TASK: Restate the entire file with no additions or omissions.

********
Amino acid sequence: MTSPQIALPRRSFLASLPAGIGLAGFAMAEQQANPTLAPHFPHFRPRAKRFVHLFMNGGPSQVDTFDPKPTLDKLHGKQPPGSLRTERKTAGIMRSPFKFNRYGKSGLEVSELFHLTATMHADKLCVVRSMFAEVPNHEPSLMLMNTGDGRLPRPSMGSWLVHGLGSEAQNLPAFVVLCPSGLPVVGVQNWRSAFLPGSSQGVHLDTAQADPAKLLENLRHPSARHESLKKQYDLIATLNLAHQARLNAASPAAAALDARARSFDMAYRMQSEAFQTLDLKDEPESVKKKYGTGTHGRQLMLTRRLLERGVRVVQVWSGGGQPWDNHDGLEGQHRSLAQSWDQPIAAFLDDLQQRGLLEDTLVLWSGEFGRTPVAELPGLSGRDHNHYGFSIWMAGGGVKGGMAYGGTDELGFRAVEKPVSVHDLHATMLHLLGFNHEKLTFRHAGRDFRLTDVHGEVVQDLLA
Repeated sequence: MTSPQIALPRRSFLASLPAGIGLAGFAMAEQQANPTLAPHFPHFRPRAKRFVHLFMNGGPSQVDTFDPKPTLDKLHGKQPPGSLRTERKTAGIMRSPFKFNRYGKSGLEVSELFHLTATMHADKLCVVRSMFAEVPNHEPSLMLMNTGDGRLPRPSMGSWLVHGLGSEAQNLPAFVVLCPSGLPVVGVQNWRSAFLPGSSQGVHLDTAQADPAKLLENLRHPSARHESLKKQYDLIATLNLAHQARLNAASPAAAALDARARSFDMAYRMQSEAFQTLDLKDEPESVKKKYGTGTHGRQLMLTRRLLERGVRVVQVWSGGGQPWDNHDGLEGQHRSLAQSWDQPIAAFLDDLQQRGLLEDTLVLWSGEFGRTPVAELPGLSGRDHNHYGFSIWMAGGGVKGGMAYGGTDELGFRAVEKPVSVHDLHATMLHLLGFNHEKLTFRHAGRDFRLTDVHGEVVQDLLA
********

Amino acid sequence: MTSPQIALPRRSFLASLPAGIGLAGFAMAEQQANPTLAPHFPHFRPRAKRFVHLFMNGGPSQVDTFDPKPTLDKLHGKQPPGSLRTERKTAGIMRSPFKFNRYGKSGLEVSELFHLTATMHADKLCVVRSMFAEVPNHEPSLMLMNTGDGRLPRPSMGSWLVHGLGSEAQNLPAFVVLCPSGLPVVGVQNWRSAFLPGSSQGVHLDTAQADPAKLLENLRHPSARHESLKKQYDLIATLNLAHQARLNAASPAAAALDARARSFDMAYRMQSEAFQTLDLKDEPESVKKKYGTGTHGRQLMLTRRLLERGVRVVQVWSGGGQPWDNHDGLEGQHRSLAQSWDQPIAAFLDDLQQRGLLEDTLVLWSGEFGRTPVAELPGLSGRDHNHYGFSIWMAGGGVKGGMAYGGTDELGFRAVEKPVSVHDLHATMLHLLGFNHEKLTFRHAGRDFRLTDVHGEVVQDLLA
Repeated sequence: MTSPQIALPRRSFLASLPAGIGLAGFAMAEQQANPTLAPHFPHFRPRAKRFVHLFMNGGPSQVDTFDPKPTLDKLHGKQPPGSLRTERKTAGIMRSPFKFNRYGKSGLEVSELFHLTATMHADKLCVVRSMFAEVPNHEPSLMLMNTGDGRLPRPSMGSWLVHGLGSEAQNLPAFVVLCPSGLPVVGVQNWRSAFLPGSSQGVHLDTAQADPAKLLENLRHPSARHESLKKQYDLIATLNLAHQARLNAASPAAAALDARARSFDMAYRMQSEAFQTLDLKDEPESVKKKYGTGTHGRQLMLTRRLLERGVRVVQVWSGGGQPWDNHDGLEGQHRSLAQSWDQPIAAFLDDLQQRGLLEDTLVLWSGEFGRTPVAELPGLSGRDHNHYGFSIWMAGGGVKGGMAYGGTDELGFRAVEKPVSVHDLHATMLHLLGFNHEKLTFRHAGRDFRLTDVHGEVVQDLLA